issn = "1474-7464",
publisher = "Cambridge University Press",
number = "4",

}

RIS (suitable for import to EndNote) - Download

TY - JOUR

T1 - Welfare conditionality in lived experience

T2 - aggregating qualitative longitudinal research

AU - Wright, Sharon

AU - Patrick, Ruth

N1 - © Cambridge University Press 2019 This is an author-produced version of the published paper. Uploaded in accordance with the publisher’s self-archiving policy. Further copying may not be permitted; contact the publisher for details.

PY - 2019/10/1

Y1 - 2019/10/1

N2 - Punitive welfare conditionality, combining tough sanctions with minimal self-directed support, is a defining feature of contemporary UK working age social security provision. This approach has been justified by policy makers on the basis that it will increase the numbers in paid employment, and thereby offering savings for the public purse that are also beneficial for individuals who are expected to be healthier and better off financially as a result. In this article, we aggregate two qualitative longitudinal studies (Welfare Conditionality, 2014-17; and Lived Experience, 2011-16) that document lived experiences of claiming benefits and using back-to-work support services. In both studies and over time, we find, contrary to policy expectations, that coercion, including sanctions, was usually experienced as unnecessary and harmful and that poverty was prevalent, both in and out of work, tended to worsen and pushed many close to destitution. Conditionality governed encounters with employment services and, perversely, appeared to impede, rather than support, transitions into employment for participants in both studies. In this way, we propose Combined Study Qualitative Longitudinal Research as a new methodological approach for investigating if ‘shared typical’ aspects of lived experiences of welfare conditionality can be identified.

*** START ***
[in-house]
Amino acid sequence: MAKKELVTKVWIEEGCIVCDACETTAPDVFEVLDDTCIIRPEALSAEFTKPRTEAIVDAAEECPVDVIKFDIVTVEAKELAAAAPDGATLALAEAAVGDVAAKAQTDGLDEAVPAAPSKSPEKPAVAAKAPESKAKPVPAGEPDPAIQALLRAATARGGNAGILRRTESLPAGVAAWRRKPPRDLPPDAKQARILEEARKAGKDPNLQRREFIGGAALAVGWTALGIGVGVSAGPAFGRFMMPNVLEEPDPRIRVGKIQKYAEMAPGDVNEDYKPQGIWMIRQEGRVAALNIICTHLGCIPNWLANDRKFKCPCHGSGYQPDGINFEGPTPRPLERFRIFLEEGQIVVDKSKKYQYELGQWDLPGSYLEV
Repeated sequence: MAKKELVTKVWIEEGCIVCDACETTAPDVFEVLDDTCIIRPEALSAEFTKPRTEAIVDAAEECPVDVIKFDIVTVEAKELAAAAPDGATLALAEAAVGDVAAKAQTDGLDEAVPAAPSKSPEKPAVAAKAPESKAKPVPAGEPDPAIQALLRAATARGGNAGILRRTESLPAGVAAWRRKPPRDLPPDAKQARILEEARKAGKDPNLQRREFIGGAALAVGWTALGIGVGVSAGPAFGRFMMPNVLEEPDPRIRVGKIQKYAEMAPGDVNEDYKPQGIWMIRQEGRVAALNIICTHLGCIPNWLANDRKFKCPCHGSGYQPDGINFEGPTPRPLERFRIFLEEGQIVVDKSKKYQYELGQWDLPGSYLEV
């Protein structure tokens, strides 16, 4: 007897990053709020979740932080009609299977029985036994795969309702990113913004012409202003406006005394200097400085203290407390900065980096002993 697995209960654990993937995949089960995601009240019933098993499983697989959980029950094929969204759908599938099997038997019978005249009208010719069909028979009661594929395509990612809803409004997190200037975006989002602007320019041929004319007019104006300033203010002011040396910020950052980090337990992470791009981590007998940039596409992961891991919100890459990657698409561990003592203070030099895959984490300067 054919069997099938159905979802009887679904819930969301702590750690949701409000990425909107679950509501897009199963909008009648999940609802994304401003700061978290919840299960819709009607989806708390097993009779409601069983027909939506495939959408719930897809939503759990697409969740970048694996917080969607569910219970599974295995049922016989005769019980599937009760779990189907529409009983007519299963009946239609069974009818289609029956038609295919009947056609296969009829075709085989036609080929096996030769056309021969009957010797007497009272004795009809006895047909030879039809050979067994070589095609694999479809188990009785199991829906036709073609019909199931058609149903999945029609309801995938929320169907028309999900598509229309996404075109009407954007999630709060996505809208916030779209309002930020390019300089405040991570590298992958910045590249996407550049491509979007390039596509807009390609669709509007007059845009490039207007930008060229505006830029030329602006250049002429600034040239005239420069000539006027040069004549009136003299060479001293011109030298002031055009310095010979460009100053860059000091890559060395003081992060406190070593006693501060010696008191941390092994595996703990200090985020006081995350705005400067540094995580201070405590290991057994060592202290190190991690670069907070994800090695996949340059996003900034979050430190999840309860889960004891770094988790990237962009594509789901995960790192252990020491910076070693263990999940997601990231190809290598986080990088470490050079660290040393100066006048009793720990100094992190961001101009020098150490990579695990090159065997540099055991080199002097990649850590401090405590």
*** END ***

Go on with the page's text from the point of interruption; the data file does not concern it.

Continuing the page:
AB - Punitive welfare conditionality, combining tough sanctions with minimal self-directed support, is a defining feature of contemporary UK working age social security provision. This approach has been justified by policy makers on the basis that it will increase the numbers in paid employment, and thereby offering savings for the public purse that are also beneficial for individuals who are expected to be healthier and better off financially as a result. In this article, we aggregate two qualitative longitudinal studies (Welfare Conditionality, 2014-17; and Lived Experience, 2011-16) that document lived experiences of claiming benefits and using back-to-work support services. In both studies and over time, we find, contrary to policy expectations, that coercion, including sanctions, was usually experienced as unnecessary and harmful and that poverty was prevalent, both in and out of work, tended to worsen and pushed many close to destitution. Conditionality governed encounters with employment services and, perversely, appeared to impede, rather than support, transitions into employment for participants in both studies. In this way, we propose Combined Study Qualitative Longitudinal Research as a new methodological approach for investigating if ‘shared typical’ aspects of lived experiences of welfare conditionality can be identified.

KW - welfare conditionality, lived experience, sanctions, qualitative longitudinal research

U2 - 10.1017/S1474746419000204

DO - 10.1017/S1474746419000204

M3 - Article

VL - 18

SP - 597

EP - 613

JO - Social Policy and Society

JF - Social Policy and Society

SN - 1474-7464

IS - 4

ER -